"Owl," said Rabbit shortly, "you and I have brains. The others have fluff. If there is any thinking to be done in this Forest - and when I say thinking I mean thinking - you and I must do it."
- A. A. Milne, The House at Pooh Corner
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01-09-2010, 05:46 PM
 
RE: The "Leap" to Atheism
I don't know whether or not this is true, but I assume you don't believe in the flying spaghetti monster, that we are living in the matrix, and that magical unicorns inhabit the core of Mars.

Can we completely disprove any of these things? No. There always exists that possibility, no matter how remote.

So, technically, we must all be agnostics about these things. We don't know for sure. But by that reasoning, we wouldn't know anything in life "for sure." The rational probability of certain things existing is so faint that we must discount their possibility for all practical purposes.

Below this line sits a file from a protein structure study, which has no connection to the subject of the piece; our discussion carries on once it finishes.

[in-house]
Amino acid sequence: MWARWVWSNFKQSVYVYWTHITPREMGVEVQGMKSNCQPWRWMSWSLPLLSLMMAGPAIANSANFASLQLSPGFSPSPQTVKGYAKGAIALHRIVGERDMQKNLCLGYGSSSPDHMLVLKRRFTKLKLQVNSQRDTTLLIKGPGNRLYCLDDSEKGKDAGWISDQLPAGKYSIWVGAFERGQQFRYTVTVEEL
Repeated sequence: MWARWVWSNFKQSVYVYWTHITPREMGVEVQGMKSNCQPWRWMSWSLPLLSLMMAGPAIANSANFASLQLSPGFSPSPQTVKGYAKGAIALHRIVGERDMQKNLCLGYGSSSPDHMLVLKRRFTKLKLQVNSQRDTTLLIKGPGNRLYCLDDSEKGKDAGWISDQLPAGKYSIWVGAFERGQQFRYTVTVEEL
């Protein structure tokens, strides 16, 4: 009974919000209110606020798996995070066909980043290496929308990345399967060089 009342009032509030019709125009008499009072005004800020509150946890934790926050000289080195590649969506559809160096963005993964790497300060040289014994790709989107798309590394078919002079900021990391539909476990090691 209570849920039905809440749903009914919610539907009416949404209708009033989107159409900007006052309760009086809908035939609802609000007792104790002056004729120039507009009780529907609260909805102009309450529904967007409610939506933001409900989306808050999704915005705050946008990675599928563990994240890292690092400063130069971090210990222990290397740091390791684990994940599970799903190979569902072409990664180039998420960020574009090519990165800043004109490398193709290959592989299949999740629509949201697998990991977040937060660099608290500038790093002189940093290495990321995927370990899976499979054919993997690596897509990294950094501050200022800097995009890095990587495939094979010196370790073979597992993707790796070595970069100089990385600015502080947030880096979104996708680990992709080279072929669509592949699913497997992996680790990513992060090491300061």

Thus, I am an atheist about living in the matrix, and the flying spaghetti monster. The same argument applies to God and any number of hypothetical creatures. Until there is a proof proving the existence of God, I have no reason to accept that possibility. The burden of proof is in the affirmation of an idea.

When a scientist proposes a new theory, he doesn't throw it out there and ask people to disprove his new, unsupported, theory (and like in the case of parallel universes, scientists can't right now). He attempts to find proof supporting his theory. Furthermore, he may mold his theory in an attempt to explain already known phenomena. I think this is where the concept of God originates from. It is man's crudest attempt to explain that which he sees, before the advent of modern science.